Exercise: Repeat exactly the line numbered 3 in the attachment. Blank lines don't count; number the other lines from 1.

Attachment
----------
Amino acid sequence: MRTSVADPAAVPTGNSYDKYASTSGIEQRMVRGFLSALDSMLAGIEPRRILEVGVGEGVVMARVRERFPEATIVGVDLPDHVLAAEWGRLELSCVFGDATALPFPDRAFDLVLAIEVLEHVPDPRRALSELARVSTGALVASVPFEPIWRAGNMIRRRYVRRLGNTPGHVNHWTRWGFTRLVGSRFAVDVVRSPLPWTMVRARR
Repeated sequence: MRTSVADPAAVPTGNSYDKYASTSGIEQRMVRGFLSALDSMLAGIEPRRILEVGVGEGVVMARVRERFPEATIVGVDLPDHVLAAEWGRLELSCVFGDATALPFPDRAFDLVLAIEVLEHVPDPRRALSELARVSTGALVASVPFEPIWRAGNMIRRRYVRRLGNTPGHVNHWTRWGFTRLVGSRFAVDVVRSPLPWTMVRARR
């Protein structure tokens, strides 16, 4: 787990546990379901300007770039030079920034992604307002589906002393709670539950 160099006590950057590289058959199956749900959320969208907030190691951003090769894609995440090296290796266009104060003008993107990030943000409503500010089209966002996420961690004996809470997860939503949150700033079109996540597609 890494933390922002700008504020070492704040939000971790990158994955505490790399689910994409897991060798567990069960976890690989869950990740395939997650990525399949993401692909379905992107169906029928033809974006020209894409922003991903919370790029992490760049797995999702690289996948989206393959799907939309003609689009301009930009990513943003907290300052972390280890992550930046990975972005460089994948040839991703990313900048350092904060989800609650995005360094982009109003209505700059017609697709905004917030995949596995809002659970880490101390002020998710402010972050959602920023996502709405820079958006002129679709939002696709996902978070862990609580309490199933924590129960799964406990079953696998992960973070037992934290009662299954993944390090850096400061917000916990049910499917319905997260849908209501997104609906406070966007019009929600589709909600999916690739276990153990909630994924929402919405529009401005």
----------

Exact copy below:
């Protein structure tokens, strides 16, 4: 787990546990379901300007770039030079920034992604307002589906002393709670539950 160099006590950057590289058959199956749900959320969208907030190691951003090769894609995440090296290796266009104060003008993107990030943000409503500010089209966002996420961690004996809470997860939503949150700033079109996540597609 890494933390922002700008504020070492704040939000971790990158994955505490790399689910994409897991060798567990069960976890690989869950990740395939997650990525399949993401692909379905992107169906029928033809974006020209894409922003991903919370790029992490760049797995999702690289996948989206393959799907939309003609689009301009930009990513943003907290300052972390280890992550930046990975972005460089994948040839991703990313900048350092904060989800609650995005360094982009109003209505700059017609697709905004917030995949596995809002659970880490101390002020998710402010972050959602920023996502709405820079958006002129679709939002696709996902978070862990609580309490199933924590129960799964406990079953696998992960973070037992934290009662299954993944390090850096400061917000916990049910499917319905997260849908209501997104609906406070966007019009929600589709909600999916690739276990153990909630994924929402919405529009401005």